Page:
Alexander Kjeldaas' Remarks:
Changing the internal data representation is possible. Performance does not enter into the equation (almost). This kind of optimization is opportunistic - you gamble. You assume that you will win more than you will lose. So you lose big when a struct is changed. Too bad.
Stop the circus. Rewrite the objects. Update pointers. Write-protect the old objects. Forward writes from old objects to new objects. Optionally, use type-stable storage for optimized objects so you don't have to traverse everything.
I do not understand what you refer to when you say that you can not change the call graph.
I am not saying CL is good at distributed programming. What I am saying is you can build a CL system with "pay-as-you-go" properties. The presence of threads makes it harder but not impossible. Everything self, goo and others have done is possible with CL.
Fare Rideau's remark summary:
- You (Alexander Kjeldaas): Performance is an exercise in caching
- Me: cache invalidation costs an extreme awful blazing catastrophic lot in a global distributed environment, and its frequency is intrinsically unpredictable in a fully dynamic language with the illusion of a uniform global store
Jochen Schmidt's Remarks:
- Another problem with distribution is the need for some kind of security framework like e. g. a "Sandbox" or something similar.
- A new Lisp should IMHO include highlevel (and lowlevel) networking. If the standard is layered this could be made one of the upper layers, but I think supporting this is important nowadays
- OOP should keep multiple inheritance or at least provide explicit mixins like Ruby or "Categories" like Objective-C. I really do not want to see another crippled OOP system like Java.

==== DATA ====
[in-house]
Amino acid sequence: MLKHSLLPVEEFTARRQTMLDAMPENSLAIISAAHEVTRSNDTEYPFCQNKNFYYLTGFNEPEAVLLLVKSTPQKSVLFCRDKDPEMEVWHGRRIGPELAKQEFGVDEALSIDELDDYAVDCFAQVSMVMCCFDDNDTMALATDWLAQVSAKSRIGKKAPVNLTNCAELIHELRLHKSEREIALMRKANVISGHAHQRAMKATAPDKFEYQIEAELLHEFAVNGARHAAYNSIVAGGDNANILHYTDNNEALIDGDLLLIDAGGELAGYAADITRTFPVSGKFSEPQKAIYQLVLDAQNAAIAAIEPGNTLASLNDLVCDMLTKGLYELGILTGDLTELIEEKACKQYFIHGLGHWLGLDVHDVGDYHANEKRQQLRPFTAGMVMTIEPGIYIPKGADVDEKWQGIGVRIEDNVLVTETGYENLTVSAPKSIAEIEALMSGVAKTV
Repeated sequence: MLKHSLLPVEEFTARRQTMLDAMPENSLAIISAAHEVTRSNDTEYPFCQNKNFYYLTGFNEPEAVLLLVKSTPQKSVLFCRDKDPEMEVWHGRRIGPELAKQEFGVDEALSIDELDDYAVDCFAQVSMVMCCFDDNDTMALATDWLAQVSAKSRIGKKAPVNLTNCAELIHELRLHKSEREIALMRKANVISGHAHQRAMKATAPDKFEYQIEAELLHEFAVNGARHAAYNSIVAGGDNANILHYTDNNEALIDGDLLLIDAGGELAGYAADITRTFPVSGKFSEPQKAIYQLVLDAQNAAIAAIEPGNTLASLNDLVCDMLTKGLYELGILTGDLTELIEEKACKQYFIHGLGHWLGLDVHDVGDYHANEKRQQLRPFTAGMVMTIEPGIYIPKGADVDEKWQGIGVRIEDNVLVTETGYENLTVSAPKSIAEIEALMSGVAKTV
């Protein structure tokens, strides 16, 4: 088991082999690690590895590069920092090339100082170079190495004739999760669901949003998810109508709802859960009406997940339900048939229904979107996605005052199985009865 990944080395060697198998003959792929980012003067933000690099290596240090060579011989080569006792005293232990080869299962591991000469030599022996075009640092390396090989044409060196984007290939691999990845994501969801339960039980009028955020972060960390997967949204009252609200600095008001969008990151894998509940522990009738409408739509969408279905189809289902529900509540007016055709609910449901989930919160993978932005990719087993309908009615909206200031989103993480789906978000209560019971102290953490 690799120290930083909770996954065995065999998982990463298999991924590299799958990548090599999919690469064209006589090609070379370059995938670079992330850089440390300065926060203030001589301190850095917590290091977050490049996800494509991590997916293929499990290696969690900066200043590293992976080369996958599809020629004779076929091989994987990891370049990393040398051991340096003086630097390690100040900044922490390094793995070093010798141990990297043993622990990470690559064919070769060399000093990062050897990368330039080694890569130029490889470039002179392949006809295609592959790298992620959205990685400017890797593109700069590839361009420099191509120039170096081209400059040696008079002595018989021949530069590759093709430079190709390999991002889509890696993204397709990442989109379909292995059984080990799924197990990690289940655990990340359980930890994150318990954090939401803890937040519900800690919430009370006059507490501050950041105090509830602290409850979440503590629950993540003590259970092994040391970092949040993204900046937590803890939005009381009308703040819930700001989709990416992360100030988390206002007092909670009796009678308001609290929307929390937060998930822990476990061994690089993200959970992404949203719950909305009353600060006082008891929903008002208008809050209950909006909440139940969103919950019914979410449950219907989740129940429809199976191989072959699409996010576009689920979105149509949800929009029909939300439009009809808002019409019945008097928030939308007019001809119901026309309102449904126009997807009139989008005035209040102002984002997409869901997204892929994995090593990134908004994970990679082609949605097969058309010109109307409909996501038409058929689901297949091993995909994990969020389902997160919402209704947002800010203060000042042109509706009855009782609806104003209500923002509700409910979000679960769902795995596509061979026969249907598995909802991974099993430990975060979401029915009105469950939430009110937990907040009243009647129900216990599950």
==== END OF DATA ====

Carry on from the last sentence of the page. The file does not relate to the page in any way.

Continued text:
- A MOP should be part of the standard.
Add (not by Jochen Schmidt):
- EuLisp, a nice attempt at a modern and efficient Lisp.
- Avoid ISLisp. [Why?]
- Dylan, a static language (!) derived from Common Lisp, Scheme and EuLisp. The first version had prefix syntax. The original Dylan book gives insights into its design.
- See: Lisp Evolution and Standardization, Frontiers in Artificial Intelligence and Applications, 1988
- Lessons can also be learned from NewtonScript (Apple) and its libraries. It is amazing in how little memory it runs advanced object-oriented code.
- Replace LOOP by ITERATE and FORMAT by OUT. Add lispy regular expressions like in SCSH.
- Maybe the language Crush would be interesting?
Comment from Valery Khamenya:
following nice languages could be considered:
- Clean - with parallelism and a very nice premise towards Virtual Machine based on graph rewriting.
- Mozart -- with accent on parallelism and distribution
Comment from gambarimasu who is at gmail:
what would please me:
- start with cl
- scriptify, scriptify, scriptify -- make calling it much more convenient than python, ruby, etc. you should not have to use a non-lisp language. (for now, we can use emacs -batch with (require 'cl).)
- orthogonalize and clean up various small warts everybody knows about
- deprecate lots of stuff almost nobody uses -- they can be in libraries
- make series operators be named consistently with sequence operators. or even incorporate them into the language to make cl more functional, somehow. perhaps have sequence functions accept a :series keyword, somehow.
- maybe let sequence functions accept a :destructive keyword.
- other langs let you use non-congruent methods, right?
- type/class and function/method orthogonalization
- figure out whether and how to standardize, semi-standardize, apply a real-valued metric of degree of standardness, or whatever, and get the dealbreaker code into the language in some reasonable standardish way.
- the code you want is in some other language's comprehensive archive network! get uffi or whatever *really* convenient to use so you can *easily* run python, c, ruby, or whatever libraries from lisp (efficiency is a far lower priority than convenience) -- without even having to know how to program in those languages!
Comment from marijnh:
- Just one wee little thing: A boolean false that is not an empty list. This makes interfacing with notations that do separate those concepts (JSON, SQL) a whole lot more pleasant.
Comments on a parallel / distributed Lisp, from MarkHoemmen: